Soulkeeper by David Dalglish is a nearly perfect representation of a game of Dungeons and Dragons come to life. A fighter, wizard, cleric and a rogue encounter dragons, magic and much more within the pages of Dalglish’s delightful romp. Tension and action set in right from the beginning of Devin the Soulkeeper’s journey, and the overall sense of unease permeates the book throughout.
Soulkeepers are a group of extremely cool coroner/pastors responsible for the literal ascension of souls into heaven. Oh—they also burn the bodies on a pyre when the process is complete, if they were not cool enough already. Every classic fantasy trope can be found in Soulkeeper’s world, called the Cradle, each with its own twist. Faeries are wrought from stone, clerics wear porcelain doll masks and members of the religious order are called Keepers. A new, dangerous wrinkle is added when ancient forces and dangerous magic begins to awaken, placing the entire world in danger and forcing Devin to add “monster slayer” to his list of duties.
Soulkeeper is an excellent companion to rainy March days, despite the fact that Dalglish does not shy away from vividly described gore and violence. In the span of twenty pages, Dalglish allows his characters to enjoy days of uninterrupted, wholesome fun and incredible bouts of depression and anxiety. One might think that such quick swings would cause emotional whiplash, but Dalglish handles the pacing well, creating genuine characters with realistic emotional depth. Each protagonist is goodhearted and caring in a way that is increasingly rare in the era of “Game of Thrones” and “The Walking Dead,” and I often found myself chuckling or snickering at Dalglish’s lowbrow humor.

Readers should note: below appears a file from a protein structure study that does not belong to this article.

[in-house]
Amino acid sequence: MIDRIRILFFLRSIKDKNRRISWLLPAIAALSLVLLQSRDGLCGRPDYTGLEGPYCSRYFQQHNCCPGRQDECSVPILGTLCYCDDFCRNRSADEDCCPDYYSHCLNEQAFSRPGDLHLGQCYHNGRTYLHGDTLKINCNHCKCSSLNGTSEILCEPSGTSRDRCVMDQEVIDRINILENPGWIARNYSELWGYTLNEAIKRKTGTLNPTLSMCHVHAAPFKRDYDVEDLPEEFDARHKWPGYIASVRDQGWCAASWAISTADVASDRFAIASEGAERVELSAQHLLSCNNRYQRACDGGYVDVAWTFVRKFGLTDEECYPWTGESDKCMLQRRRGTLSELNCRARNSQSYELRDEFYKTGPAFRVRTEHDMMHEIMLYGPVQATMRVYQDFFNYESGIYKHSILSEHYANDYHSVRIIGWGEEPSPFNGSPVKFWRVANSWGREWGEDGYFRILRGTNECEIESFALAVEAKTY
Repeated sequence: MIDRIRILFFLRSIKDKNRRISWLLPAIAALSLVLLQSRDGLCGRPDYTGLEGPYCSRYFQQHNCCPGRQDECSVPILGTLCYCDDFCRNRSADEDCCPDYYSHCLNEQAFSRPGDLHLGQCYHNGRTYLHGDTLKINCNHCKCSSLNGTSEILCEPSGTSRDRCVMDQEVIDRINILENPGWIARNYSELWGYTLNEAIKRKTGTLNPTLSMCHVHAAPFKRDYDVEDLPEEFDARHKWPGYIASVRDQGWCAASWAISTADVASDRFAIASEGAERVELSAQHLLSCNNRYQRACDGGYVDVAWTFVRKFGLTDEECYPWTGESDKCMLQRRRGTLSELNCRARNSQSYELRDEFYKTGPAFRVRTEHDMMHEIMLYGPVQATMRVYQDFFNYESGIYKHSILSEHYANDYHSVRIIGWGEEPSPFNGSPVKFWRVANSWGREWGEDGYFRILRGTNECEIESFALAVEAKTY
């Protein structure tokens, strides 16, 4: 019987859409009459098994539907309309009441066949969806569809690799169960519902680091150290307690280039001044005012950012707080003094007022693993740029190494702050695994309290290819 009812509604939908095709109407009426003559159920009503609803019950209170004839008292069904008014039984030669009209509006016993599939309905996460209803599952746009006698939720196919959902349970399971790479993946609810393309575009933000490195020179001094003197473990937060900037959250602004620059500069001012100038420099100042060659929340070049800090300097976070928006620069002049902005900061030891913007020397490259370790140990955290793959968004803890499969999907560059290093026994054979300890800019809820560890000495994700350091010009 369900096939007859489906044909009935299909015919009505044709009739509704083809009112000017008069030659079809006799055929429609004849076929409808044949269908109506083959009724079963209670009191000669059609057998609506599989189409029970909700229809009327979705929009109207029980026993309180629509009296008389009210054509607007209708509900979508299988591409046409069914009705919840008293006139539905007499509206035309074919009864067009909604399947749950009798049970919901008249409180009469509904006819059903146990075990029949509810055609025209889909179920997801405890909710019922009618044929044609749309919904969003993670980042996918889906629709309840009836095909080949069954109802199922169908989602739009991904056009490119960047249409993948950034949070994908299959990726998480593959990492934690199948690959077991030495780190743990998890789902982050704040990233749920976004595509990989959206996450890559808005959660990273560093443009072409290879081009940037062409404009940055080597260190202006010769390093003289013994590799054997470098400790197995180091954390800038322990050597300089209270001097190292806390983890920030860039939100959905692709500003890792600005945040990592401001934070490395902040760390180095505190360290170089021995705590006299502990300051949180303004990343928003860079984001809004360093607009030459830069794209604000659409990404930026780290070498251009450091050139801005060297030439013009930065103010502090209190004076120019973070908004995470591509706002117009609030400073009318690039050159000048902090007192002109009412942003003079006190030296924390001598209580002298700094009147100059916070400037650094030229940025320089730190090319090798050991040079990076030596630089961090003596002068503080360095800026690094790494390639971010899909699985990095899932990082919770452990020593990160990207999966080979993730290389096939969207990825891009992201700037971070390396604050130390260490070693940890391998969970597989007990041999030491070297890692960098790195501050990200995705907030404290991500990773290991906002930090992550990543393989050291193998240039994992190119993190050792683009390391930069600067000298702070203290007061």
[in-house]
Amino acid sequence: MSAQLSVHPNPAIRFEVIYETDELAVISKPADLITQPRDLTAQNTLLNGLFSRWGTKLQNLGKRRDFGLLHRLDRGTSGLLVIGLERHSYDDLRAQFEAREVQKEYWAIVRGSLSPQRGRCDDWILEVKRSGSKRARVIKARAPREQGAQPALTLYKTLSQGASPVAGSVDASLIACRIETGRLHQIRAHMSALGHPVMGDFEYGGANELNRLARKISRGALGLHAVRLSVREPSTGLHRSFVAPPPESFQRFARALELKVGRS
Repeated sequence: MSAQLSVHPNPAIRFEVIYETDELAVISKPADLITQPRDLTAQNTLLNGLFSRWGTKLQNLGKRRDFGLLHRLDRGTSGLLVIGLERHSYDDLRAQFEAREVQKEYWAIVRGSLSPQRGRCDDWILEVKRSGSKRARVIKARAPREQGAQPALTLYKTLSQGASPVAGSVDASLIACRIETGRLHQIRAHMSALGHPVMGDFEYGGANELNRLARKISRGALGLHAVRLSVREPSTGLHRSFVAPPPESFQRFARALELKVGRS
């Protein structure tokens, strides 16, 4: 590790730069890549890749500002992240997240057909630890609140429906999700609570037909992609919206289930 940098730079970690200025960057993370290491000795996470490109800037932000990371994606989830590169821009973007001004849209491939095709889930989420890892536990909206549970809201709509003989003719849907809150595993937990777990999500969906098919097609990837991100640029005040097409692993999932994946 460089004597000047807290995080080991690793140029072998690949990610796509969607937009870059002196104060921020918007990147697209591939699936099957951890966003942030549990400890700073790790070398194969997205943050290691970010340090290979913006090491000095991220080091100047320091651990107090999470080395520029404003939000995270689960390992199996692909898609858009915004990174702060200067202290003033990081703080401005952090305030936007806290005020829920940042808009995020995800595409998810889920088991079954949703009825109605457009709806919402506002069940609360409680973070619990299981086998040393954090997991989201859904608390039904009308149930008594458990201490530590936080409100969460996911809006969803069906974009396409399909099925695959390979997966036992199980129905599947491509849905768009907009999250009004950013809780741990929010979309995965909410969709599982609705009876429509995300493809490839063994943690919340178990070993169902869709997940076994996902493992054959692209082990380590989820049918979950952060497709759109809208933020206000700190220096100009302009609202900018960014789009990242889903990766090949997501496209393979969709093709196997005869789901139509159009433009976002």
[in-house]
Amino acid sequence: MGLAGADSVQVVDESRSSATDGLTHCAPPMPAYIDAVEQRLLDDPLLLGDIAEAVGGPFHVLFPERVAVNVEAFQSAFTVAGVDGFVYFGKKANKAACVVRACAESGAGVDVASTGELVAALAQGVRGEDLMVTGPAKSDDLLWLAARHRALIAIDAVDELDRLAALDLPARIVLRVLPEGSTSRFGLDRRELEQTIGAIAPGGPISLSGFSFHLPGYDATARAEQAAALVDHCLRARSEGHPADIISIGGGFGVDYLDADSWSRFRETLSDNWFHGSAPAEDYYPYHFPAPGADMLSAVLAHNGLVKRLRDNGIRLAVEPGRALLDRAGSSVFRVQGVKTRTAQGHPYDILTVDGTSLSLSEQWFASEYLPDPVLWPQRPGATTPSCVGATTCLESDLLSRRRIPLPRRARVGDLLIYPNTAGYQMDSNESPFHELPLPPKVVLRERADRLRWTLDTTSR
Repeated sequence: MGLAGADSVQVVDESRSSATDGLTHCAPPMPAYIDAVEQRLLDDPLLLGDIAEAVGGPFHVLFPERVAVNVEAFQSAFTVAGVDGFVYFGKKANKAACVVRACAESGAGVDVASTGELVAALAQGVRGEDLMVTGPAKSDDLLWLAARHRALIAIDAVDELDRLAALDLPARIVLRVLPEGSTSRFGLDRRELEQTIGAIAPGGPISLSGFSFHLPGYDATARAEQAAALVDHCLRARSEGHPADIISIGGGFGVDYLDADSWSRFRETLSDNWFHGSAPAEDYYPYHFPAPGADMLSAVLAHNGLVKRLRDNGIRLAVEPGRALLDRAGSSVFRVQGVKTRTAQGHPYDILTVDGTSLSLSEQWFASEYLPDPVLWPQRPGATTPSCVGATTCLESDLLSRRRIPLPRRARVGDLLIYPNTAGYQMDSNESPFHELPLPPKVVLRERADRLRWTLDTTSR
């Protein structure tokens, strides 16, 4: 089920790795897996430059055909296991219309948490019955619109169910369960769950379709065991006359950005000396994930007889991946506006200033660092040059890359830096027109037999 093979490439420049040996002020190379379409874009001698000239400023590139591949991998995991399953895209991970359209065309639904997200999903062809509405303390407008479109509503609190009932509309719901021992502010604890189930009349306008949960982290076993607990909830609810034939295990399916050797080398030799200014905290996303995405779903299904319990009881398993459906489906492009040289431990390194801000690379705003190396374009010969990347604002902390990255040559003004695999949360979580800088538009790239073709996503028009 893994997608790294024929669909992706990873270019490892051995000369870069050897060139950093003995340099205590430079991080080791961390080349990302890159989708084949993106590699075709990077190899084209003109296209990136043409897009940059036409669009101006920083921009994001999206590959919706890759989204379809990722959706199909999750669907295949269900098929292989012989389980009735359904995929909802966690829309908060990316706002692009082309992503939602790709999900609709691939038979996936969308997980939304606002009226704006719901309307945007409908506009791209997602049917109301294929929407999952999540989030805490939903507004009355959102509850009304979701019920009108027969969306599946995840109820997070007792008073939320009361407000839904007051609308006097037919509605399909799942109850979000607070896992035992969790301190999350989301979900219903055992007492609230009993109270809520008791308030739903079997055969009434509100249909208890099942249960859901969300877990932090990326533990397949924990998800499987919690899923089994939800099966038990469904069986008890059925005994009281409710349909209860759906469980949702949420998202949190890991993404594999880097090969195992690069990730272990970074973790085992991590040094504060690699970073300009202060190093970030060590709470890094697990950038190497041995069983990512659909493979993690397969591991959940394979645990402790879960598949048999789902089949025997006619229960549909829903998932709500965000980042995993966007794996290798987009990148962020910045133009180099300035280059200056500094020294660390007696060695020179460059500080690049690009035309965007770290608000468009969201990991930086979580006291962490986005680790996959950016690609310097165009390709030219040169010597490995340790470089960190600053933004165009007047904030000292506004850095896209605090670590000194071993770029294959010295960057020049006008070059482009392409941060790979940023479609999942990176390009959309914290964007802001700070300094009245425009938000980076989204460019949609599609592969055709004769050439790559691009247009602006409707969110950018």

Dalglish wears his influences on his sleeve throughout the story, pulling from Lord of the Rings and R.A. Salvatore to craft a complex, highly developed systems that serve as the backbone of his world. As a veteran player of tabletop role-playing games, I can easily imagine that Dalglish either built a system of rules that his world runs on or that he took inspiration from rule intensive games like Magic: The Gathering or Pathfinder. Either way, the result is that the magic of Soulkeeper is grounded and consistent.
I found myself chewing through the story, eager to see the next turn in each subplot. I often wish I could forget all my memories of playing Dungeons and Dragons, just so I could experience the first time playing again. Soulkeeper brought me back to the nostalgia I had during that first game of Dungeons and Dragons: a sense of wonder, exploration and camaraderie difficult to find anywhere else.